The reservoirs fit criteria in the area of community development on a national, state and local level. All of the reservoirs were built during the period in American history known as the Progressive Era. A burgeoning population and an unbridled free-enterprise system coupled with shrinking resources, including available land, fostered the development of a reform movement that created many public institutions such as parks, libraries and schools. One of the first municipal endeavors for cities in the U.S. was commonly a water system. By a special state legislation session in 1885, Portland was able to establish a 15-member water committee that included the City's most prominent business and civic leaders, including Henry Failing, Frank Dekum, H.W. Corbett, S.G. Reed and W.S. Ladd. Portland's decision to create a municipal water system, the Bull Run system, required State legislation to authorize the issuance of the $700,000 in tax free bonds ($13 million in 2001 dollars) exceeding their previous limit by $600,000. Eventually the Water Committee spent $5,400,000 in bond revenue on the Bull Run system.

Engineering of the reservoirs illustrate wise use of resources and good planning that has carried Portland into the 21st century. The reservoirs were the primary storage and delivery receptacles for the water from the Bull Run watershed approximately 50 miles east of Portland. Separate from the glaciated run-off of Mount Hood, Bull Run Lake, River and the tributaries offered Portland the opportunity to have access to high quality mountain water. Prior to the municipal Bull Run system, the City's water was provided by private companies with the bulk being pumped from the Willamette River. Pollution concerns, even by the 1880's, and the high costs of pumping helped to spur on the development of a city-owned, high-quality water system. Another goal of the Water Committee was to find a water source that would allow a gravity delivery system. When the relatively simple yet sophisticated system was completed in 1894, large conduit pipes brought the water to the reservoirs in Mount Tabor for east side water use and the Mount Tabor reservoirs gravity fed the Washington Park reservoirs for west side service. The entire system was built to utilize gravity with the Mount Tabor and Washington Park sites chosen for their elevation and proximity to the population served. In 1911, as Portland's east side was rapidly expanding, two more reservoirs were added at Mount Tabor. Though the butte was referred to as a park as early as the 1880's, Mount Tabor became an official city park in 1909 when land was acquired for the creation of the two 1911 reservoirs.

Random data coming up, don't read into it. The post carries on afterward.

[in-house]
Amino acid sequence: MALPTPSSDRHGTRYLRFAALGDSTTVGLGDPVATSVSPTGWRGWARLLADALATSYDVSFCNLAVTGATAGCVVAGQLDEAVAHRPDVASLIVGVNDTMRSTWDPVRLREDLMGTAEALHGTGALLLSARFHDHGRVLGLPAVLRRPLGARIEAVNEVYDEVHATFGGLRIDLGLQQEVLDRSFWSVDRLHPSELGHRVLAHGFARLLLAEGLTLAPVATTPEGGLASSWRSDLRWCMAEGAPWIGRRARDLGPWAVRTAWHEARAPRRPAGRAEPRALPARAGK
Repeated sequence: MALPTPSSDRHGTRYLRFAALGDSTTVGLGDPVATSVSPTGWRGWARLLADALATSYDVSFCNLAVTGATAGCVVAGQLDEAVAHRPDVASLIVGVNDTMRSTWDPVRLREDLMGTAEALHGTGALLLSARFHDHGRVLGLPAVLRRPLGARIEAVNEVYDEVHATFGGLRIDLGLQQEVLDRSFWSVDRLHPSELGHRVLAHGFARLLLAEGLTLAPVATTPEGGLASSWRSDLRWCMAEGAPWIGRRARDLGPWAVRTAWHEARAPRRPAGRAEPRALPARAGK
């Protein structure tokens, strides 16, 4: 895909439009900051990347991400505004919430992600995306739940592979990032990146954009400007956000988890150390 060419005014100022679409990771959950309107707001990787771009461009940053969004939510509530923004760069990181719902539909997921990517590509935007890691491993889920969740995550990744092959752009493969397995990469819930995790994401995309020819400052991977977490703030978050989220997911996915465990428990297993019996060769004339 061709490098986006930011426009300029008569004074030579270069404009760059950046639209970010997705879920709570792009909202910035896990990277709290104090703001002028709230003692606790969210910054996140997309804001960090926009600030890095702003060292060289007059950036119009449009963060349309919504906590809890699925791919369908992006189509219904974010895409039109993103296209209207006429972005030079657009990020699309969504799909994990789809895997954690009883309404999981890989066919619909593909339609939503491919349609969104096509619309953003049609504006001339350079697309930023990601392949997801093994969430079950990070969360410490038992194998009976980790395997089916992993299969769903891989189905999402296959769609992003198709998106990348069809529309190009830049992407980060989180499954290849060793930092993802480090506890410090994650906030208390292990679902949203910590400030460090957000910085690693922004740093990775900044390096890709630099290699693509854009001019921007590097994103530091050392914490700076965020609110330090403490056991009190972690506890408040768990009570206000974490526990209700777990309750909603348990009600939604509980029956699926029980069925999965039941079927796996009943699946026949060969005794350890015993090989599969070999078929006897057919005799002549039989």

The high quality of the engineering and construction has been noted throughout the history of the reservoirs. The City of Portland Water Bureau Open Reservoir Study, Facilities Evaluations from 2001 and 2001 states, "No waterborne disease outbreak or water quality incident of public significance has ever been recorded in connection with Portland's open reservoirs. All features in good condition. A detailed maintenance program could extend the useful life of the open reservoirs to the year 2050."

Architecturally the reservoirs and their amenities reflect the design goals of the national City Beautiful movement. The City Beautiful movement emerged during the industrial era as concerns for unmitigated urban expansion grew. Part of this trend included coupling utility with beauty. The reservoirs were sited in parks and were planned with great attention to aesthetic detail using old-world craftsmanship and design elements including the romantic tower-like gatehouses, the original wrought iron lampposts and fences. The 1894 fences and lampposts are especially ornate and crafted by an award-winning local ironsmith utilizing a design created by the noted architectural firm Whidden and Lewis who went on to design many buildings in Portland including Portland's City Hall in 1895 now on the National Register of Historic Places. The concern for quality caused Reservoir 1 in Mount Tabor to be constructed of the highest-grade concrete available that was imported from Antwerp, Belgium by ship before the creation of the Panama Canal. The 1894 reservoirs are stamped with two Ransome patent numbers. Ernest Ransome, deemed the "father of reinforced concrete," is famous for a variety of buildings in the country, including the Academy of Sciences Building in San Francisco and the Stanford Museum. He was a pioneer of reinforced concrete in the U.S. His father developed the system in Great Britain. The Bull Run system and the reservoirs are some of the early noted work using his patented systems that included the twisted iron rod reinforcements, an aesthetic hand-tooled finish that mimicked rock work and the concrete mixer itself. The reservoirs and the Bull Run system are perhaps the earliest large application of reinforced concrete in the State and helped to establish concrete as a viable building material.

The reservoirs were designed as recreational destination sites, as this quote from the January 1, 1895 Oregonian illustrates, "These walks provide a delightful promenade for visitors who are separated from the basin itself by a concrete wall surmounted by a neat fence. All the reservoirs have been constructed in the most substantial manner and the effect of harmony it was possible to obtain by a little attention to the adornment of the finished works."